Lake Michigan and the Chicago Megacity in the 21st Century

I have previously written in this space about the difficult water policy issues facing “megacities,” generally defined as cities with a population of over ten millA photo of the cover of Marquette Lawyerion people. Meanwhile, the Law School, working in partnership with the Milwaukee Journal Sentinel, has taken an increasing role and interest in studying various aspects of the “Chicago Megacity,” the region stretching from the Milwaukee area, across metropolitan Chicago, and into northwest Indiana. For example, see hereherehere, and here for discussion of a variety of issues such as economic development, transportation, and education.

We are excited to announce that on April 17, the Law School and the Journal Sentinel will continue those efforts, hosting a conference titled “Lake Michigan and the Chicago Megacity in the 21st Century.” The event is free and open to the public, but advanced registration is required; find out more and register at this link. More details about the conference follow.

A 2012 Organisation for Economic Co-operation and Development (OECD) report on the Chicago Megacity found that some of the region’s greatest advantages lie in its access to and expertise in water, as it is home to the top water-related cluster in the United States. But in the years since, water-related competition or outright disagreement has sometimes prevailed over cooperation, and the resource is under increasing strain. This conference will explore the future of the Chicago Megacity’s relationship with water, including the challenges and opportunities the region faces. This requires a special focus on interactions with Lake Michigan, the dominant geographic feature of the region. Participants from a variety of disciplines will discuss topics such as the Chicago Megacity’s responsibility to protect Lake Michigan from various threats, whether and how Lake Michigan should be used as a tool for economic development in the region, and the challenge of delivering a safe and reliable water supply.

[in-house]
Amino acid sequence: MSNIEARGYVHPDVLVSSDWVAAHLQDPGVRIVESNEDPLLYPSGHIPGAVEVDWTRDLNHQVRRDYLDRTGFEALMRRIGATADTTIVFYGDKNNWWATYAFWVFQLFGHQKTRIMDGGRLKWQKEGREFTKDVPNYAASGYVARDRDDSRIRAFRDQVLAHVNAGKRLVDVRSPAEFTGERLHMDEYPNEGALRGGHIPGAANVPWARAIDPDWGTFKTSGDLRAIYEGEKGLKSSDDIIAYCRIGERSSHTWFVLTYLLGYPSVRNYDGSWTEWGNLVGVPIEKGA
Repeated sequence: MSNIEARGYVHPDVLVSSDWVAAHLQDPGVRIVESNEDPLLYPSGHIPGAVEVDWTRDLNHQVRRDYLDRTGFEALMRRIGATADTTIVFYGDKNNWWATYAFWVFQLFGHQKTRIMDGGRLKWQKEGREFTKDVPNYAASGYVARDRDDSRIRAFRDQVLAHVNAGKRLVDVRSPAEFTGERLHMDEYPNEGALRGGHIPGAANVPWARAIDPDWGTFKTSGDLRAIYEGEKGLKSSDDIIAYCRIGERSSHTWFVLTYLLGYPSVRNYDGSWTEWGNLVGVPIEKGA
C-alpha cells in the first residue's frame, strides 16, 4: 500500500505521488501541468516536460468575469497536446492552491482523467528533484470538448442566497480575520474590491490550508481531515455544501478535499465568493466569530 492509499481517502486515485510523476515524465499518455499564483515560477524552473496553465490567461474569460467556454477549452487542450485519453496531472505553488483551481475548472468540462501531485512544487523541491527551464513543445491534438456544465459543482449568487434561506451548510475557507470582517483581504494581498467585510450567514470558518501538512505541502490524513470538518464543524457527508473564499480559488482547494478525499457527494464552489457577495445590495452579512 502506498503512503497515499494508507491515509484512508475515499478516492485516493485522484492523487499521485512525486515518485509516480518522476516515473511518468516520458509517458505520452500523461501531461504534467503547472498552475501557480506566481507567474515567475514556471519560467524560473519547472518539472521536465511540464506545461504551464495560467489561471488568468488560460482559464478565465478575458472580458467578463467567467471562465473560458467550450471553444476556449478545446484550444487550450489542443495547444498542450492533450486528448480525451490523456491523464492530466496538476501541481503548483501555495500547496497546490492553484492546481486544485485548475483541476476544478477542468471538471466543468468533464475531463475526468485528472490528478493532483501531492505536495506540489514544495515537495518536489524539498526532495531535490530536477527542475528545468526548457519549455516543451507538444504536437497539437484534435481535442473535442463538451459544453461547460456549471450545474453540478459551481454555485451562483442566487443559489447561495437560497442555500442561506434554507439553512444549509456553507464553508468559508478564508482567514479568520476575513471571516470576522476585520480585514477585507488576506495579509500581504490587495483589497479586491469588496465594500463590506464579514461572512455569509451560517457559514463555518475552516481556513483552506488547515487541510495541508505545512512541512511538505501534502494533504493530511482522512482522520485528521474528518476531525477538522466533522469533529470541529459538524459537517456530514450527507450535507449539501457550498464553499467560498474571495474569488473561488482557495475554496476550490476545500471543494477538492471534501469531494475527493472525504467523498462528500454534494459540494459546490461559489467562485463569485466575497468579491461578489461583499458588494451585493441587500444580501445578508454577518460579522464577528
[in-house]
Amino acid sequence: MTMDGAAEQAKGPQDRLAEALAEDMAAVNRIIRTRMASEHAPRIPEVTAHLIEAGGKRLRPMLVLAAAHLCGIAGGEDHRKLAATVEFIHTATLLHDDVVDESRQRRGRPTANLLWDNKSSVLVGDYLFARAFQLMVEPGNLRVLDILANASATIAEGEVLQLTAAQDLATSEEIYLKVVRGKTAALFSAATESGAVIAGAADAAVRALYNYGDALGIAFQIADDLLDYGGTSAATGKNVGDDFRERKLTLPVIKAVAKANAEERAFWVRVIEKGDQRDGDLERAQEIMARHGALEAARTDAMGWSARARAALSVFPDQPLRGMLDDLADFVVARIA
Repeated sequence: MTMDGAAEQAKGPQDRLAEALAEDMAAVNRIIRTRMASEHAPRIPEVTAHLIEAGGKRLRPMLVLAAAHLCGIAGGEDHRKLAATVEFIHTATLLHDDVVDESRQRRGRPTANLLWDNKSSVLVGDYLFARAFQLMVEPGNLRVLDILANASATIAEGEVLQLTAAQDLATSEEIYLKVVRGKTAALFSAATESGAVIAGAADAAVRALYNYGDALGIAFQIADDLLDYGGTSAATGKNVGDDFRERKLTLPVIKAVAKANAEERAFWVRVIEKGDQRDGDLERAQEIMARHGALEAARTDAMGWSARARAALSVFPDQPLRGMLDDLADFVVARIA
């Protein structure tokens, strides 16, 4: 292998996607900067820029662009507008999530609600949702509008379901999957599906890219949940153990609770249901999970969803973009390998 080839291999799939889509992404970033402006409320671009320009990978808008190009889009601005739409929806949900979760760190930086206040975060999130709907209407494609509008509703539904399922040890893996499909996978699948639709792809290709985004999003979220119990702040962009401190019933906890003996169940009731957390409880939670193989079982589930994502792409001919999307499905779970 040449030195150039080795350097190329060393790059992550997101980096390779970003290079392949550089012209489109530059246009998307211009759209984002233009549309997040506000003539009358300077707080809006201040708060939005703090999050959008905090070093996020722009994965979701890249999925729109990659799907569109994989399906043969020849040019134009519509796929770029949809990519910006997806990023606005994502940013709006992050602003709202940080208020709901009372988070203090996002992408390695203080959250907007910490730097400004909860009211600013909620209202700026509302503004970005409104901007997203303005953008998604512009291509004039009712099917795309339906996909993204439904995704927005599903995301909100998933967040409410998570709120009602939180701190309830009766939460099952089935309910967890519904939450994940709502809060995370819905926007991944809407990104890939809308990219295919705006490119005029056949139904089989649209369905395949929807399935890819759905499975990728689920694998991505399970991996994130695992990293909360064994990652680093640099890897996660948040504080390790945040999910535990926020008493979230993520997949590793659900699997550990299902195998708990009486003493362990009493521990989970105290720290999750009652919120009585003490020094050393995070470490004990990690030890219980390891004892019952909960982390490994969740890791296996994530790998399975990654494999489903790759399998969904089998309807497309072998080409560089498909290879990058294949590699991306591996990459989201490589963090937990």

The conference’s primary organizers are:

  • David Strifling, Director, Water Law and Policy Initiative, Marquette University Law School
  • David Haynes, Editorial Page Editor, Milwaukee Journal Sentinel

Participants include:

  • Dean Amhaus, President & CEO, The Water Council
  • Peter Annin, Co-Director of the Burke Center for Freshwater Innovation, Northland College
  • Tricia Braun, Deputy Secretary and Chief Operating Officer, Wisconsin Economic Development Corporation
  • Randy Conner, Commissioner, City of Chicago Department of Water Management
  • Molly Flanagan, Vice President for Policy, Alliance for the Great Lakes
  • Charles Franklin, Professor of Law and Public Policy and Director, Marquette Law School Poll
  • Steve Frenkel, Executive Director, Chicago Current
  • Jennifer Gonda, Superintendent, Milwaukee Water Works
  • Mike Gousha, Distinguished Fellow in Law and Public Policy, Marquette University Law School
  • Rachel Havrelock, Associate Professor of English and Director, The Freshwater Lab, University of Illinois-Chicago
  • Jeanne Hossenlopp, Vice President for Research and Innovation and Professor of Chemistry, Marquette University
  • Sandra McLellan, Professor, School of Freshwater Sciences, University of Wisconsin-Milwaukee
  • Itay Milner, Deputy Consul General, Consulate of Israel to the Midwest

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